Firms must also look beyond the product and its founders to other aspects such as the business model for any signs of a competitive advantage that puts one startup over another. Let us look at some of these aspects in detail.
Once it is clear that the founders know what they are talking about when it comes to the product, shift your focus to the business model they have come up with. Knowing which needs of the customers need to be met is only the first step. Knowing how exactly a product will achieve its promises is equally important.
Compare the business models of competing business ideas on metrics such as scalability to determine which startup shows greater potential. The business model presented may need further tweaking, but it can be quite telling of the amount of thought and effort that has been put into it. It also gives a fair idea of whether the startup is headed in the right direction, and what kind of support the VC firm will need to offer on top of monetary contributions.
The marketing and sales strategy must not be underestimated at this stage, as it plays a pivotal role in helping the startup stand out in the industry. An organic strategy, for instance, is essential for any business to succeed. Press the founders on their ideas for such a strategy as it is instrumental in establishing the product in the market and connecting with customers. This will ultimately determine the returns it can lead to.
Existing limitations and anticipated risks
No startup or founder is infallible, and venture capital is a matter of taking calculated risks. Be alert when talking to founders and have a mental model of the kinds of risks you are willing to take and what is off-limits for your firm and its investing strategy.
Founders may have varying strengths and weaknesses, but those that are most likely to shoulder responsibility every step of the way and enter into problem-solving mode when the need arises are the deals worth investing in. Because risks and challenges are inevitable, you want to support somebody who will meet those challenges and lead their team to success despite obstacles. While optimism is essential, keep an eye out for founders who acknowledge and foresee the kinds of challenges that await them.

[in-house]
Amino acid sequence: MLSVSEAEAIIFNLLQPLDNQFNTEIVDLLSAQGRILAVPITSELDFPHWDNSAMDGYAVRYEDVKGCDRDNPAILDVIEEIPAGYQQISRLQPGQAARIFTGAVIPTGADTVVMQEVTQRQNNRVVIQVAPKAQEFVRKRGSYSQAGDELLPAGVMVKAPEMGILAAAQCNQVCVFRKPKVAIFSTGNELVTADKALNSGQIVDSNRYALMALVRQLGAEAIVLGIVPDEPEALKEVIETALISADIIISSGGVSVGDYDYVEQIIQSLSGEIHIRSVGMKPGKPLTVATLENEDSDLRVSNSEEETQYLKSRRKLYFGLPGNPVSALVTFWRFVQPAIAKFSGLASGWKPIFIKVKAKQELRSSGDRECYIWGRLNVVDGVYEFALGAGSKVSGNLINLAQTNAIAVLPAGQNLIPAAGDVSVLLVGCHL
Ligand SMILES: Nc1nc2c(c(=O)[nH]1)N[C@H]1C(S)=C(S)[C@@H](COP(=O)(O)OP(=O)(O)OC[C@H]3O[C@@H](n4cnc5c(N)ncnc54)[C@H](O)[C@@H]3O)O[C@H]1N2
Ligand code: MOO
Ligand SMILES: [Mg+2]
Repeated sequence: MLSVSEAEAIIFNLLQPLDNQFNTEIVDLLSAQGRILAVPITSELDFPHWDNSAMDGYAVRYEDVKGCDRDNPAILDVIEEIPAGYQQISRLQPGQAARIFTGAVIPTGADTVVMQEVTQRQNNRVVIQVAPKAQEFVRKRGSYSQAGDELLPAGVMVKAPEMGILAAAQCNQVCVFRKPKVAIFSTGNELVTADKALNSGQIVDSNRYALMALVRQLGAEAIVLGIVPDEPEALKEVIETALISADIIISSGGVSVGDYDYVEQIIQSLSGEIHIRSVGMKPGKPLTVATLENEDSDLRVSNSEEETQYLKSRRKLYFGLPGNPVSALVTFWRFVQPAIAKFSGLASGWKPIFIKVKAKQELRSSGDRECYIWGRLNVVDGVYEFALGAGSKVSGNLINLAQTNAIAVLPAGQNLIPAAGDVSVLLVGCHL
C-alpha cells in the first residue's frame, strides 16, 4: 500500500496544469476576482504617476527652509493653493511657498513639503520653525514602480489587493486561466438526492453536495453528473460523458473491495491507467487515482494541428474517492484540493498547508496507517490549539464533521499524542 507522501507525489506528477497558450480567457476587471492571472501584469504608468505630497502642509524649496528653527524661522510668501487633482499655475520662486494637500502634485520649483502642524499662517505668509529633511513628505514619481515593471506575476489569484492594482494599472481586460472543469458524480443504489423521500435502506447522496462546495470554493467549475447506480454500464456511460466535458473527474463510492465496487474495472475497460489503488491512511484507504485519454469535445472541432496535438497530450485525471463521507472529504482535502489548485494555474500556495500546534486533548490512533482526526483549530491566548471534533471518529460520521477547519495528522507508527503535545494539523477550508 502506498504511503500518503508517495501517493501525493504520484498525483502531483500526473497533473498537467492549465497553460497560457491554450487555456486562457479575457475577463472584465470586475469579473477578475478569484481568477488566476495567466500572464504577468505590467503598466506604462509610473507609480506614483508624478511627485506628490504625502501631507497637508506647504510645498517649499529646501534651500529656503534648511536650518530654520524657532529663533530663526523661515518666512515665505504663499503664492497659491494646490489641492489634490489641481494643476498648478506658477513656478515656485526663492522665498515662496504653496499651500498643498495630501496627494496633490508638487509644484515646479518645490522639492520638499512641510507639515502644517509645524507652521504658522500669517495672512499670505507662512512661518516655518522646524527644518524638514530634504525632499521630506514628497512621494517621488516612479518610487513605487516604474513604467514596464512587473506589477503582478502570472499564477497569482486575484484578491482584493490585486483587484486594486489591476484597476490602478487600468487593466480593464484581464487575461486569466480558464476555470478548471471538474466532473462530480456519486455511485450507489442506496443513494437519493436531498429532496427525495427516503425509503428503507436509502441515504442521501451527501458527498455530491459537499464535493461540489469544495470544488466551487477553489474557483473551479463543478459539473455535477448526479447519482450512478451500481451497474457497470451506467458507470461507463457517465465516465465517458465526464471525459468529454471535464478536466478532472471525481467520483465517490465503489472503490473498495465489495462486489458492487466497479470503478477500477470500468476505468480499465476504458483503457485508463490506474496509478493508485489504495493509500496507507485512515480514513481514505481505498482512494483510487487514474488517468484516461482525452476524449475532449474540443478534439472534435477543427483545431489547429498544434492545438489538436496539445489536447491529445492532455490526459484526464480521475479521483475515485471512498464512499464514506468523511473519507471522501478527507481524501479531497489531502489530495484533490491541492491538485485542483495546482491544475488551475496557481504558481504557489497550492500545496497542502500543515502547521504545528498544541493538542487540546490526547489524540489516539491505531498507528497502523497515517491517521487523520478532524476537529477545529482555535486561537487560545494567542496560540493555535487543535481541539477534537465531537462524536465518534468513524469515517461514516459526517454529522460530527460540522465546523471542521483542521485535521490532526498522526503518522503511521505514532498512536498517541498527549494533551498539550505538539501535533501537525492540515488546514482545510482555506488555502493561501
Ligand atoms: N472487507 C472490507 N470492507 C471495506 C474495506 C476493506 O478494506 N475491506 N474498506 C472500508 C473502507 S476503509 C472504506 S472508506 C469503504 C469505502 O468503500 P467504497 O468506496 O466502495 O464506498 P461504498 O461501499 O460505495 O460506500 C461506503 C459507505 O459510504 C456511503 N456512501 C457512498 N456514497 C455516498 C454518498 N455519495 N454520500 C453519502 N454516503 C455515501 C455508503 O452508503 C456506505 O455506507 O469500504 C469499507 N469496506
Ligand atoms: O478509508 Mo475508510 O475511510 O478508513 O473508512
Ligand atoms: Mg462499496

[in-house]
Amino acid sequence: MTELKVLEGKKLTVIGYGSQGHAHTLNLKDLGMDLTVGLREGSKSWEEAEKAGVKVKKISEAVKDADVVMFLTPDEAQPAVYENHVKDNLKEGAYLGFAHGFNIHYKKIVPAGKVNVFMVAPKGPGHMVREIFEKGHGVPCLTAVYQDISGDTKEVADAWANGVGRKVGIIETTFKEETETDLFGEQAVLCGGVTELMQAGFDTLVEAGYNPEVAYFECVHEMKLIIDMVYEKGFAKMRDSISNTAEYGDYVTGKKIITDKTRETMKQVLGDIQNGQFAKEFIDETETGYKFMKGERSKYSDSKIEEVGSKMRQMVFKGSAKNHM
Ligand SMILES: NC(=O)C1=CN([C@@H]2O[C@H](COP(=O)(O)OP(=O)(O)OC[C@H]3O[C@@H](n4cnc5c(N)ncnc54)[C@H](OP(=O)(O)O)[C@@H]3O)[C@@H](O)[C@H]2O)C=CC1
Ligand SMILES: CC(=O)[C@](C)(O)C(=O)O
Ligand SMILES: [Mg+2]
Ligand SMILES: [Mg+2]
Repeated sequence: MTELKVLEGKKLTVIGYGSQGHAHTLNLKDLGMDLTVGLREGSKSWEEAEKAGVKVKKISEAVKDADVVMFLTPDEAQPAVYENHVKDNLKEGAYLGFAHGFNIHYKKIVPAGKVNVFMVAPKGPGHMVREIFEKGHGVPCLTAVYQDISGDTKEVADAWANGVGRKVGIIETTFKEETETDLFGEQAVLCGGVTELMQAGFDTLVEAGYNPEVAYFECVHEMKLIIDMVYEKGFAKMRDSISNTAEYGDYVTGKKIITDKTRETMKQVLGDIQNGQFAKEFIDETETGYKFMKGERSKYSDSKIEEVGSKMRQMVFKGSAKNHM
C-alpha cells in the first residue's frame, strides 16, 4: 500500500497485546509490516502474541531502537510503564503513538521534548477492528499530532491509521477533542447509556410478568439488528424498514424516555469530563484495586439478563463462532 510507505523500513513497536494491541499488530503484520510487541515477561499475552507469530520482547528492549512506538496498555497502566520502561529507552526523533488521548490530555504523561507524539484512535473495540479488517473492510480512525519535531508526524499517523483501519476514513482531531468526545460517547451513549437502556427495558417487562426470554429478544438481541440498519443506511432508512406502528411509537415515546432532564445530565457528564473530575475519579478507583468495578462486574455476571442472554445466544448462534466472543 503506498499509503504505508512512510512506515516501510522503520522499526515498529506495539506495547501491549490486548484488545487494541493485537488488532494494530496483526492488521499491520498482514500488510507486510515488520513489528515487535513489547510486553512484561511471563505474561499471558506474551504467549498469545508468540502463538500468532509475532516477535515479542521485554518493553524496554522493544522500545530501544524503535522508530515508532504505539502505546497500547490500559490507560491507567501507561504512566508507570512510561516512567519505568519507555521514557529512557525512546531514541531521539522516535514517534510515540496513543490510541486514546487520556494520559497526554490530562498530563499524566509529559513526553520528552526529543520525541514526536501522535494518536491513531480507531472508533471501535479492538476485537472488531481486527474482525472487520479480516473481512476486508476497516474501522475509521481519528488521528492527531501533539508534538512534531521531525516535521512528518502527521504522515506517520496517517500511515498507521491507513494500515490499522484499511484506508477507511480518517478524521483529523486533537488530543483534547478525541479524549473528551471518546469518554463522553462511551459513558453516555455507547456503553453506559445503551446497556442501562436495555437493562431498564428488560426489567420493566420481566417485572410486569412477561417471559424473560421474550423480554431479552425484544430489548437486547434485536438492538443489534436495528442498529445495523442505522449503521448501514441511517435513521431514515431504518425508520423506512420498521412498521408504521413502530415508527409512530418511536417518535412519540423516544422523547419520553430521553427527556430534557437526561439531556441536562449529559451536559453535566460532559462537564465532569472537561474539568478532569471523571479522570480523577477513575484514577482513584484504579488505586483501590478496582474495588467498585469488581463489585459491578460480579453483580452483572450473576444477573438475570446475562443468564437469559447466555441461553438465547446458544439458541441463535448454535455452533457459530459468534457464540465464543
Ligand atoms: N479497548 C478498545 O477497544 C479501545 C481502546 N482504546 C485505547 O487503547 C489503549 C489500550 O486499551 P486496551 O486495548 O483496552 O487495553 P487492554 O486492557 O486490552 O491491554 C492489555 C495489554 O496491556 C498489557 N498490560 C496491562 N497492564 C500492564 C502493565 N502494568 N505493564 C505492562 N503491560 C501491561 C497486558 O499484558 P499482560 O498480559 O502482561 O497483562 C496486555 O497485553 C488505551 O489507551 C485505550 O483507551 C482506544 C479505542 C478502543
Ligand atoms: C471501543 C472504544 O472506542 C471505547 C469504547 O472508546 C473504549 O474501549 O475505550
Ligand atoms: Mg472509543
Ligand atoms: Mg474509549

Founders are at the center of a startup, but they are also part of a larger team that is intent on realizing a particular vision. Zero in on the qualities of a startup founder as much as possible to see if they align with what you are looking for as a VC firm. While you will be supporting a team, you are essentially putting your faith in a founder and backing them when you close the deal. There is no recipe for the perfect founder, but they must be able to defend themselves and their choices. The founder must feel strongly about the project and also believe that they are the best person to make it happen.
That being said, founders must also demonstrate an understanding of what makes the right team to develop and deliver their product. They can either already have a team in place or be clear about the kind of talent they need to attract to bring their vision to life.
It is all about the right fit
Finally, VC firms have to exercise flexibility when meeting with founders. While you will go in with an idea of what you are looking to invest in and have clarity on your vision as a firm, keep an open mind and have honest conversations with the founders.
Long-term successful deals ultimately boil down to being the ‘right fit’. Being flexible and managing your expectations as a firm can go a long way in helping you find the right startups to invest in. The effect of this becomes even more pronounced when you are faced with choosing between two competitors. The more open and honest your conversations are, the more likely it is that you will gravitate towards a founder or startup that is most in alignment with what the firm is looking for and willing to invest in.
Use a CRM to manage deal flow
Tracking and effectively managing your deals saves you the time and energy that can go into making decisions about the startups you want to invest in as a VC firm. This is especially true when you have to choose between two competing startups. Using a deal flow management solution such as Zapflow is a great way to stay on top of every single deal that comes your way.
Get ahead of the curve by booking a demo with Zapflow today!